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March 10, 2015

Testimonial Tuesday: Breakthroughs with Pizza

Image: Flickr/Ivan Dervisevic

Image: Flickr/Ivan Dervisevic

From time to time we receive emails from folks just like you who are discovering just how revolutionary our content can be. We love hearing this — not just because it validates our materials but because it means lives are being changed. Our whole idea is to help people stay cool enough to handle any moment in the moment. We know that if they can do that, they can find the momentum they need to create great relationships. Great relationships, change lives, which transform communities, which, in turn, heal the world. So, we want to share with you some of the stories we get to hear — stories of life change, stories of transformation. Here is a story from a mom who practiced her first screamfree moment involving a veggie pizza and a cheese-only loving daughter.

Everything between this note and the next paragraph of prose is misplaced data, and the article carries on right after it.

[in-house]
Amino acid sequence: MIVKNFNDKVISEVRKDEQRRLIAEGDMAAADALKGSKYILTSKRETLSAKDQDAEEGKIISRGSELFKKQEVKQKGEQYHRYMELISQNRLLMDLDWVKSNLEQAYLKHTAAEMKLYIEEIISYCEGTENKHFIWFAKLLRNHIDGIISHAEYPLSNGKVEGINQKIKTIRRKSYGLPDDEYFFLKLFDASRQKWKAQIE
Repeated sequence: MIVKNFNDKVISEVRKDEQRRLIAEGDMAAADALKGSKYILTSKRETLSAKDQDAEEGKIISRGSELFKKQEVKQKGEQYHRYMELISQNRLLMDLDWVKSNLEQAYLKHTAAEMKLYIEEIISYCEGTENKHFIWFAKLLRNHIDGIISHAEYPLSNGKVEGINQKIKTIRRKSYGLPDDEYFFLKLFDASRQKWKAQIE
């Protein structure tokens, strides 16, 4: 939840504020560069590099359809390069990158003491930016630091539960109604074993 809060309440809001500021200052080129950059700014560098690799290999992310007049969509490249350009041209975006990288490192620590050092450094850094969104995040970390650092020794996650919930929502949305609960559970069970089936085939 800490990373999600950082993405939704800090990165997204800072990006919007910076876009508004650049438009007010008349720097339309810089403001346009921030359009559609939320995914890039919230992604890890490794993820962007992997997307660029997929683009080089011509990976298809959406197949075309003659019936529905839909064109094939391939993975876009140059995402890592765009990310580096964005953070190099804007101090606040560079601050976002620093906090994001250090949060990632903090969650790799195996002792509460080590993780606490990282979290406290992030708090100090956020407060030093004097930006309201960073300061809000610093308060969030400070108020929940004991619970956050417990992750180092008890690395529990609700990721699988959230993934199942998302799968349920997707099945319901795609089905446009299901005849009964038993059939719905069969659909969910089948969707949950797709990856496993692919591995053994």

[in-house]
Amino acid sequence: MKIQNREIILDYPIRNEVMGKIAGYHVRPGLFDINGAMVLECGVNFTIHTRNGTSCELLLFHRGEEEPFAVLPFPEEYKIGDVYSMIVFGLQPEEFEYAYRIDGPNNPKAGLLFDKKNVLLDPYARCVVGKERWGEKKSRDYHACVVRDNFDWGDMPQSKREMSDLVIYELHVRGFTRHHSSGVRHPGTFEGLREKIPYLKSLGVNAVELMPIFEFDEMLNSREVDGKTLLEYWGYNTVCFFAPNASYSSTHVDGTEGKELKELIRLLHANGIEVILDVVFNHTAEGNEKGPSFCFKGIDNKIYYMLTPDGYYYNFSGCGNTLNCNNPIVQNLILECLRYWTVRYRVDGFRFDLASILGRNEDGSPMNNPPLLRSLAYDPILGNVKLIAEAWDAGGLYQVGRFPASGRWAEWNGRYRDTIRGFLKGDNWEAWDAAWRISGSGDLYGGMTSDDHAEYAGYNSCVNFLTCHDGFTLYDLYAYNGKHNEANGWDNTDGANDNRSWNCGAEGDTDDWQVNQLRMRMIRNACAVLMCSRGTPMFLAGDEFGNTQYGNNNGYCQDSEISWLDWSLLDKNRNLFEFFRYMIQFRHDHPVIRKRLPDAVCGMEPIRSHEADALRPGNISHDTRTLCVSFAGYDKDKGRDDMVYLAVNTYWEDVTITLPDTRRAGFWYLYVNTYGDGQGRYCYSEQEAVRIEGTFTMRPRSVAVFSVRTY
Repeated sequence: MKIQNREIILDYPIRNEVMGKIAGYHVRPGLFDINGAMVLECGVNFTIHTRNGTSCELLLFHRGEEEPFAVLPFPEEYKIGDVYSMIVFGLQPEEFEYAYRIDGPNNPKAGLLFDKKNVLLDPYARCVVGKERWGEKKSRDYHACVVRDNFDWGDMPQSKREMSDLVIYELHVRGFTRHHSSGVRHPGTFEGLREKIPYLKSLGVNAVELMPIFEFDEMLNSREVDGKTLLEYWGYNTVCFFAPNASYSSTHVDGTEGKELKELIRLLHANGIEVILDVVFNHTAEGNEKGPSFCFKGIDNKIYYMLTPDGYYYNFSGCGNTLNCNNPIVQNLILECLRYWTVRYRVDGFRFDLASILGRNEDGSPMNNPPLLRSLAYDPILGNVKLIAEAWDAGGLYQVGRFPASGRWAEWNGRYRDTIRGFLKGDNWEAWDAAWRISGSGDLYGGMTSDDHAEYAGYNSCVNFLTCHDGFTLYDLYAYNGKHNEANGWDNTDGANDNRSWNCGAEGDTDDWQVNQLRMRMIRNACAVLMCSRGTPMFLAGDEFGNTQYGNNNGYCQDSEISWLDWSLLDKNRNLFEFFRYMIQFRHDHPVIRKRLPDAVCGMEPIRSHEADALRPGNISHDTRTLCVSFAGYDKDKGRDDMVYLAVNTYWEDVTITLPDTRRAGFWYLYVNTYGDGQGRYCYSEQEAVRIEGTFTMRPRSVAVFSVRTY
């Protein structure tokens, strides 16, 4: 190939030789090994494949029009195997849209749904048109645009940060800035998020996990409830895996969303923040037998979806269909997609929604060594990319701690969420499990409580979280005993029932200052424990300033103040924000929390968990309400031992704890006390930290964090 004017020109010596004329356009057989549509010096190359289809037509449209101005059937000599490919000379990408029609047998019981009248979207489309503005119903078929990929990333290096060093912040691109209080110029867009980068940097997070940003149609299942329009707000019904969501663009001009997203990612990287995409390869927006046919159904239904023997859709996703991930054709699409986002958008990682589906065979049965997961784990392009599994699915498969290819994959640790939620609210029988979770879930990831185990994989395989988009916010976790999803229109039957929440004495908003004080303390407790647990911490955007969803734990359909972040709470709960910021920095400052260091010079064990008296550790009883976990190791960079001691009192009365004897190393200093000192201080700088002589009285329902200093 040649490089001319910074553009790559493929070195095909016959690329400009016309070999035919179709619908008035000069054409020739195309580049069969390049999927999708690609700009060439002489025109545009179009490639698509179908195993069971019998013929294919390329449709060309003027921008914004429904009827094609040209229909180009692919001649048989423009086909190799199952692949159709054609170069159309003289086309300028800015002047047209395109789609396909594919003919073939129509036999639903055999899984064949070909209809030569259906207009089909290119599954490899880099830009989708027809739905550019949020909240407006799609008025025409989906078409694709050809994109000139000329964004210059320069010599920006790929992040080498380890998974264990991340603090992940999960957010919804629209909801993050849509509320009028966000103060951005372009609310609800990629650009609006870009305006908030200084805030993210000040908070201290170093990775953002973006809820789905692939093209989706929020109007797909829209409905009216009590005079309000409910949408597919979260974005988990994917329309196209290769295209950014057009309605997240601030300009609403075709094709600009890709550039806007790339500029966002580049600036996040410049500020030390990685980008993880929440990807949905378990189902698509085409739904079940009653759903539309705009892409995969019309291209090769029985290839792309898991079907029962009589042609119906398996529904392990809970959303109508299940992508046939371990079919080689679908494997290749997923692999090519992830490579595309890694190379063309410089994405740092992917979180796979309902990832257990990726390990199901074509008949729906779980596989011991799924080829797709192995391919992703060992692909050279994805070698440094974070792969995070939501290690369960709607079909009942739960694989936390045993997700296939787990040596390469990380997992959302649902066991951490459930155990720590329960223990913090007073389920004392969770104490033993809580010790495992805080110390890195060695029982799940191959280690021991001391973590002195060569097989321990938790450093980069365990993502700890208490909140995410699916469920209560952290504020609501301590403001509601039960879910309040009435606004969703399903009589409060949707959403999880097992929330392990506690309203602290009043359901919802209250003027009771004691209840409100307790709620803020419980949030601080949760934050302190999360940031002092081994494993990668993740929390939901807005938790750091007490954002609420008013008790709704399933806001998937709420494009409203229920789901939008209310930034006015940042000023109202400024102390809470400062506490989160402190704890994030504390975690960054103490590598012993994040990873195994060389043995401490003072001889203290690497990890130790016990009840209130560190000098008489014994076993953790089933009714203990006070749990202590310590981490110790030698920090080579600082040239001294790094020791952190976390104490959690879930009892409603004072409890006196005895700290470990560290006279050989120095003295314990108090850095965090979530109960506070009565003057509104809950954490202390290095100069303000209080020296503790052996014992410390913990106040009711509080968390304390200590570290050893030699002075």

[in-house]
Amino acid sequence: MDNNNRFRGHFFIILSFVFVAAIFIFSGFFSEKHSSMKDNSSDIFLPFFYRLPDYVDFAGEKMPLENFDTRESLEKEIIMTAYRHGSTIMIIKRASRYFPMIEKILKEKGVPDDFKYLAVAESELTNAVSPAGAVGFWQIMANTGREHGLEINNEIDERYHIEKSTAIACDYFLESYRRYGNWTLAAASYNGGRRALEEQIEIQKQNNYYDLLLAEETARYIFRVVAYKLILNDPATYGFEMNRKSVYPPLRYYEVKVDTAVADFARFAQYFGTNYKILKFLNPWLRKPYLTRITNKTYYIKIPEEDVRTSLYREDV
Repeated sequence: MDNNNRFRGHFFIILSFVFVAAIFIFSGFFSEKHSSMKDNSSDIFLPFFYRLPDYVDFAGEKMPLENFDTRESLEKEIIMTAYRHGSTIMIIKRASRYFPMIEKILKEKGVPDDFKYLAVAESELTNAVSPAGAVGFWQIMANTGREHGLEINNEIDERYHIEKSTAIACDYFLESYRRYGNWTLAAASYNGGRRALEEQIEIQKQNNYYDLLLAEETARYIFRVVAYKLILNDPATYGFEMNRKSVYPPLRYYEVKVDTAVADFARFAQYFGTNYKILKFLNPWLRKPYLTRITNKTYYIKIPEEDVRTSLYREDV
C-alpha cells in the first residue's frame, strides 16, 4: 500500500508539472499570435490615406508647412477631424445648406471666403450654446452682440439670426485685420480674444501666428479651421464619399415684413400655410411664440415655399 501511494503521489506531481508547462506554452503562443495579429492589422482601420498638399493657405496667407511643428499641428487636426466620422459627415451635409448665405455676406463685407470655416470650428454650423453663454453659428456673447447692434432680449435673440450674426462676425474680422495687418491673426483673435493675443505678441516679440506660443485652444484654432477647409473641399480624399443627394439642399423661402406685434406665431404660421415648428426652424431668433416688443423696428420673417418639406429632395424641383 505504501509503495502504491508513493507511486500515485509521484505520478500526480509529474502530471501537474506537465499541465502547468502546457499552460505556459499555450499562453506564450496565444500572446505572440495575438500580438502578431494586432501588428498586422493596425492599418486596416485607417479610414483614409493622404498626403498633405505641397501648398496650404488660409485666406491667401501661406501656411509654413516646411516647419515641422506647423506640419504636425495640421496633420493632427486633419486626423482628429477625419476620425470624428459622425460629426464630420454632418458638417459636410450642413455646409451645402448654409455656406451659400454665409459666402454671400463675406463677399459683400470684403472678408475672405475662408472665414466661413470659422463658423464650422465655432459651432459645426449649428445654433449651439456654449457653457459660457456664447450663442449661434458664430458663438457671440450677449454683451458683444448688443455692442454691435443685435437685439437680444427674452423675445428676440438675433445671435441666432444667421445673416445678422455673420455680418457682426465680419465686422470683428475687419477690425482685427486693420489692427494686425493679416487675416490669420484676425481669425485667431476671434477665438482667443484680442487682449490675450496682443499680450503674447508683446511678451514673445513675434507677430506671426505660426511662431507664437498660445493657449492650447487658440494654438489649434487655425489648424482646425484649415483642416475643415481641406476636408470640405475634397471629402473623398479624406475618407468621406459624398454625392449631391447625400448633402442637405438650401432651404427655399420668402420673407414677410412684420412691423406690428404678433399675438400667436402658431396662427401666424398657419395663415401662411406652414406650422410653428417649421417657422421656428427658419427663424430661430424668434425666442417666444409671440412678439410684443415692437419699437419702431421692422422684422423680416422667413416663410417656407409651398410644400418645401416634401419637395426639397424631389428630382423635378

Before I had children, I spoke in soft, lilting tones, rarely raising my voice above a lady-like whisper. The moment my children arrived on the scene, however, I witnessed how my vocal chords were suddenly in top form. It was alarming, really. Where did I gain my two-octave ability? By yelling at my kids. I swallowed hard. Yell? Scream? Pitch a fit? I’d done it like the best of them. It is not comfortable to admit this to you, nor is it an unnatural tendency to want to be louder than they are. But, I realized I was not often modeling my best behavior. Nor was I truly getting what I wanted: self-directed children who are motivated by their own moral principles. I was getting deer-in-the-headlights glances and scurrying feet who did my will, but not for long. Hal Edward Runkel, a family therapist from Atlanta, Georgia, provides a fabulous insight into how we can literally live scream free. He doesn’t suggest we change our personalities. He does recommend morphing our anxious reactivity into more empowering means of communicating with our loved ones. Hal’s approach is so down-to-earth that you’ll find yourself slapping your own head with a “Why didn’t I think of that?”The book rests on three basic principles. Parenting is about the parent not the kids. Calm down. Grow up. While these may seem over simplistic, the premise is quite revolutionary. We’ve got Generation Y running about the office, expecting a large congratulations for actually showing up on time to work. Our kid-centric model of parenting has failed miserably. Humans raising other humans is challenging at best. If you don’t care for your own reactions (the only ones you can control), how can you care for anyone else? Another heartening suggestion – stop trying to control something you cannot. The only thing you can control is your reaction to things. Anxious reactivity informs a lot of our parenting. Give it up. Your children are not responsible for making you happy, but for finding their way in the world. They can’t do that if they have to worry about you going ballistic too. Hal’s hardest pill to swallow might be that we are the ones standing in the way of a powerful relationship with our kids. I’m guilty of it. You might be, too. Halfway through the book, I decided to test out his theory. It’s one thing to grin, nod and giggle from the com for of your own post-kid-bedtime bed. It’s an entirely other thing to actually put it to use. I ordered a family-size vegetarian pizza for everyone. My daughter loves cheese pizza, but enjoys a dubious relationship to anything green. When it arrived, she wagged her tongue about like a canine happy to see his master. We opened the box, and her face fell like a soufflé at a children’s birthday party. “It’s not cheese.” I suggested she pick off what she doesn’t like, which she did, leaving her with a bare pizza. She cried, kicked the table, and had a juicy tantrum, while I kept eating my pizza. I continued eating while she spewed out things such as, “You’re a terrible mother! You don’t care if I starve!” And other thespian lines. I waited until she had finished, then quietly suggested we put parmesan cheese on it and place it back into the oven to melt. Then a miracle happened. She actually stopped crying. “Okay,” I heard her say. Containing my jaw in its socket, I did just that. She later scraped off the cheese, but ate the entire thing without complaint. My quiet, single octave voice created a calm she had not expected. I tried it again with my son, who often vies to be heard by speaking louder and louder. I got quieter and quieter, asking him politely to tell me what he needed in a way I could hear him. He then agreed to brush his teeth on his own, discarding any struggle whatsoever. My singing voice might suffer from this new scream free practice, but my relationships certainly will not. Besides, who needs to replace the late Pavarotti? I’ll leave that to the Italians to decide.

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